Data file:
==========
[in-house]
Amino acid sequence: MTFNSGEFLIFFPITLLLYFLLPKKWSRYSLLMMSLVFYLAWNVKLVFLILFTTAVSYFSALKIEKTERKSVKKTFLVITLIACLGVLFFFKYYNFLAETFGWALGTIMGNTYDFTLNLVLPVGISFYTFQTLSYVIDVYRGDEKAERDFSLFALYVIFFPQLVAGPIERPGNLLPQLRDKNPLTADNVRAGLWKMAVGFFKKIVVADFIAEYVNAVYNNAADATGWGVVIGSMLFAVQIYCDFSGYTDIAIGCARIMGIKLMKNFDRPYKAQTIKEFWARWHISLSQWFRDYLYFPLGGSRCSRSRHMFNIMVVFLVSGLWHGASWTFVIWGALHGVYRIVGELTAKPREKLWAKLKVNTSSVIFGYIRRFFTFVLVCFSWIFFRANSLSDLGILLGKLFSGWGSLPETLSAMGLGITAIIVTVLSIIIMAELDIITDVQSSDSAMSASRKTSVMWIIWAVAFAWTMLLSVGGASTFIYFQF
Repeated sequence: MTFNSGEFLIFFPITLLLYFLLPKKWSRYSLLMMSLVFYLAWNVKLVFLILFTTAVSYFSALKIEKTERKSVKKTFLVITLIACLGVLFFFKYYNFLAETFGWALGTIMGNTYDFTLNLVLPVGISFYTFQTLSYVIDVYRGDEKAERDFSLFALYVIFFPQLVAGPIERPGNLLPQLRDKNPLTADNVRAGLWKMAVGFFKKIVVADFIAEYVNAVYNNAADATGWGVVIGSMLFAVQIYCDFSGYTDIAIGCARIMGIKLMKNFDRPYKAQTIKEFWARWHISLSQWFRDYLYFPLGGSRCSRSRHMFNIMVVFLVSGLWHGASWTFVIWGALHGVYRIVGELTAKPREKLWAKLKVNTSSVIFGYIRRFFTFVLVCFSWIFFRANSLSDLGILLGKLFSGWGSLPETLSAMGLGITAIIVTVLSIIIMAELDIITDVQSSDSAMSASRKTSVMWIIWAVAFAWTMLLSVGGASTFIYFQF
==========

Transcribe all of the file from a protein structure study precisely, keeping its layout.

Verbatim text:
[in-house]
Amino acid sequence: MTFNSGEFLIFFPITLLLYFLLPKKWSRYSLLMMSLVFYLAWNVKLVFLILFTTAVSYFSALKIEKTERKSVKKTFLVITLIACLGVLFFFKYYNFLAETFGWALGTIMGNTYDFTLNLVLPVGISFYTFQTLSYVIDVYRGDEKAERDFSLFALYVIFFPQLVAGPIERPGNLLPQLRDKNPLTADNVRAGLWKMAVGFFKKIVVADFIAEYVNAVYNNAADATGWGVVIGSMLFAVQIYCDFSGYTDIAIGCARIMGIKLMKNFDRPYKAQTIKEFWARWHISLSQWFRDYLYFPLGGSRCSRSRHMFNIMVVFLVSGLWHGASWTFVIWGALHGVYRIVGELTAKPREKLWAKLKVNTSSVIFGYIRRFFTFVLVCFSWIFFRANSLSDLGILLGKLFSGWGSLPETLSAMGLGITAIIVTVLSIIIMAELDIITDVQSSDSAMSASRKTSVMWIIWAVAFAWTMLLSVGGASTFIYFQF
Repeated sequence: MTFNSGEFLIFFPITLLLYFLLPKKWSRYSLLMMSLVFYLAWNVKLVFLILFTTAVSYFSALKIEKTERKSVKKTFLVITLIACLGVLFFFKYYNFLAETFGWALGTIMGNTYDFTLNLVLPVGISFYTFQTLSYVIDVYRGDEKAERDFSLFALYVIFFPQLVAGPIERPGNLLPQLRDKNPLTADNVRAGLWKMAVGFFKKIVVADFIAEYVNAVYNNAADATGWGVVIGSMLFAVQIYCDFSGYTDIAIGCARIMGIKLMKNFDRPYKAQTIKEFWARWHISLSQWFRDYLYFPLGGSRCSRSRHMFNIMVVFLVSGLWHGASWTFVIWGALHGVYRIVGELTAKPREKLWAKLKVNTSSVIFGYIRRFFTFVLVCFSWIFFRANSLSDLGILLGKLFSGWGSLPETLSAMGLGITAIIVTVLSIIIMAELDIITDVQSSDSAMSASRKTSVMWIIWAVAFAWTMLLSVGGASTFIYFQF